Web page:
This 511 Dreadnought style acoustic is from the newly introduced 500 series from Aria guitars. The name Aria has been around ever since I can remember and the company was started by its founder, Shiro Aria, as long ago as 1956. Originally the company started as an importer of nylon strings into Japan, but soon expanded into making guitars. The Aria guitars of the '80s were certainly very good quality and I remember seeing one of my all time favourite guitarists, the late Alan Murphy, briefly using one and showing what a whammy bar could do with the newly signed Go West! John Taylor from Duran Duran has never played anything else other than his Aria bass, so they've been with us a long time and consistently made quality instruments for fair money.
This 511 is pitched in the mid-price bracket, which can sometimes mean price saving compromises being taken somewhere along the line, leading either to an inferior tone or average playability. Thankfully, Aria has been around long enough to know better and in this case we have a very rich and responsive sounding guitar that is easy to play, that won't hurt the pocket.
The 511, and all the 500 range uses solid tonewoods, not laminates, in its construction. We have a solid Sitka spruce soundboard, that has a tasteful herringbone inlay around the soundhole and body edges. We have solid Indonesian mahogany for the neck, body and sides and there is an option to have a rosewood version. It would have been interesting to compare back to back two 511s, one mahogany and one rosewood to see what tonal differences we could pick up. This mahogany one delivers a full rich tone, that has a good focused bass end, with a warm and sweet high end. It does that great trick of sounding like it should cost twice as much!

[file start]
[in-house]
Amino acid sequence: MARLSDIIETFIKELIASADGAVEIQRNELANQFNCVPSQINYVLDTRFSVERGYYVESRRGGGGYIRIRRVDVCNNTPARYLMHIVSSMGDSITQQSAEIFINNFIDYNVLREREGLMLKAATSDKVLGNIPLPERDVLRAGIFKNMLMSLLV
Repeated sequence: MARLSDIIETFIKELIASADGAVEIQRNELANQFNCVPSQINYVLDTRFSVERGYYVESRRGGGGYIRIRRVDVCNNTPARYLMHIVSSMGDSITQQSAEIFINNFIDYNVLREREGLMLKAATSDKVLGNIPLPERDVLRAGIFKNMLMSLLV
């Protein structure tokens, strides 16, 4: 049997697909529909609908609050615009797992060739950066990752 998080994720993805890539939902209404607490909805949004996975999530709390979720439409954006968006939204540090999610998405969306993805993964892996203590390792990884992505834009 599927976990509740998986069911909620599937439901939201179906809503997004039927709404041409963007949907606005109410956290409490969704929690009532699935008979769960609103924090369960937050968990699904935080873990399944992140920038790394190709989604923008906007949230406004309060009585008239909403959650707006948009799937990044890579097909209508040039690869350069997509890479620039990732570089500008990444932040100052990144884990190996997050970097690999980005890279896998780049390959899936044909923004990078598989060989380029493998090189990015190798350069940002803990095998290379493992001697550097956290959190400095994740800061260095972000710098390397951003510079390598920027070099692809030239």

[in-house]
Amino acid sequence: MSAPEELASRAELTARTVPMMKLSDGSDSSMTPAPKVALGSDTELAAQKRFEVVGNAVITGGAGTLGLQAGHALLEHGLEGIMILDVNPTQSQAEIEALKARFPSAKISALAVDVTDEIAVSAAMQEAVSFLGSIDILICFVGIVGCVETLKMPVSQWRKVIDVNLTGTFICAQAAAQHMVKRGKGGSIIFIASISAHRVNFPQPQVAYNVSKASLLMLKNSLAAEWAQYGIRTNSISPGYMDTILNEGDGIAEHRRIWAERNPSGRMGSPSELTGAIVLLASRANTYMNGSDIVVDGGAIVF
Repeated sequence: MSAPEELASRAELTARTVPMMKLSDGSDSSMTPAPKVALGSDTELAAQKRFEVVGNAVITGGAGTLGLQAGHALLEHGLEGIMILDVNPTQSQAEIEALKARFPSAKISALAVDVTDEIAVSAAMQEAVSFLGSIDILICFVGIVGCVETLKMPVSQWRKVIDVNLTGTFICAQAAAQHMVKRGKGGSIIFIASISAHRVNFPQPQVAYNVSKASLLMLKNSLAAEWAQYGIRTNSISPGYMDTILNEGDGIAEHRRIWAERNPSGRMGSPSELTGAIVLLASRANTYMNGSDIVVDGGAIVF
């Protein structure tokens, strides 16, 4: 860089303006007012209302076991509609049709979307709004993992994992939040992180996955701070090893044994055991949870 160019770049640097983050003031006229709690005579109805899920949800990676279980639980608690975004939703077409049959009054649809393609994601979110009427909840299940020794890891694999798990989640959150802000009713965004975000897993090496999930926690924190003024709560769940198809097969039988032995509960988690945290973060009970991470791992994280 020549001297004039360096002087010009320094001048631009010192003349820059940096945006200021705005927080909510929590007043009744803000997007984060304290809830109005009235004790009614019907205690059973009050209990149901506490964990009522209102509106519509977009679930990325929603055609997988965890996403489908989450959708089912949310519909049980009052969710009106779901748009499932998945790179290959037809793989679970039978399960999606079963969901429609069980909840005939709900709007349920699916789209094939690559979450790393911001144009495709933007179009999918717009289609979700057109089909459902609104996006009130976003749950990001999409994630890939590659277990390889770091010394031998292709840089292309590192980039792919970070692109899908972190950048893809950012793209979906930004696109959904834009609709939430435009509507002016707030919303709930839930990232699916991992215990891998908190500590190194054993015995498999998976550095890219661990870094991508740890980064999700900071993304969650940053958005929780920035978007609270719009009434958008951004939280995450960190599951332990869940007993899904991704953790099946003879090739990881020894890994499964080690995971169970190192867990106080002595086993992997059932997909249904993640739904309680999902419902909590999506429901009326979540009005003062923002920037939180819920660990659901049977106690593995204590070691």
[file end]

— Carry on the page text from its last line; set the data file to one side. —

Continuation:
Where solid wood scores is not just the quality of the sound when you buy it - it's how that sound develops with age. There are no guarantees, even with an individual Taylor or a Lowden, as wood is a natural material so every guitar is different, but one of the joys of acoustic guitars is how they mature and change down the years. All things being equal, a solid wood guitar will improve with age, while a laminated guitar will... just stay as it was when you bought it.
This Aria is a solid wood guitar and as our ancient editor likes to point out, some of the solid wood Aria acoustics he first saw back in the 1970s are now blooming into really quite serious instruments, despite their low prices when they were first made. This may do the same, thanks to that solid wood option.
The fretboard on the 511 is Indonesian Rosewood, as is the bridge. There is a bone saddle and a nicely cut bone nut. The neck is satin finished and feels generically comfortable, size wise. In between the 20 medium sized frets we have some tasteful inlaid fret markers that look like tiny snowflakes. The X bracing inside the guitar is made from quarter sawn maple that has not been scalloped. There are no electronics onboard, so this really is purely an acoustic guitar. That's quite nice, too, as it keeps the price down and allows you to fit the pickup system of your choice, should you decide you want one.
OK, here's where I get judgemental! I have played guitars four times the price of this guitar that do not sound as good. If all 511s sound like this, then that is an impressive achievement by Aria. Wood is not an exact science and it's a simple fact that some guitars will sound better than others.
The 511 would make a great in the studio or lying around the house guitar that will look better and better the more it's played, and as the years pass, it may very well start sounding sweeter than it does now, too - and it sounds pretty darned good as it comes! The only real drawback to a guitar in this price range is resale value. If you ever wanted to upgrade and decide to sell, you will not get what it's worth, but that is true of all but a few top brands. Certain guitar manufacturers will always resonate more with the buying public, and therefore keep better resale value.
This Aria 511 is a serious guitar for not a lot of money. It's not trying to be anything it isn't and it will look better the more beaten up it gets, giving a lifetime of faithful service to all levels of player and all situations. Sadly, Arias don't seem to be as common in the USA and Canada as they are in Europe and some other parts of the world, which could make one of these hard to track down, but if you're interested, persevere - it will be worth it. I was impressed.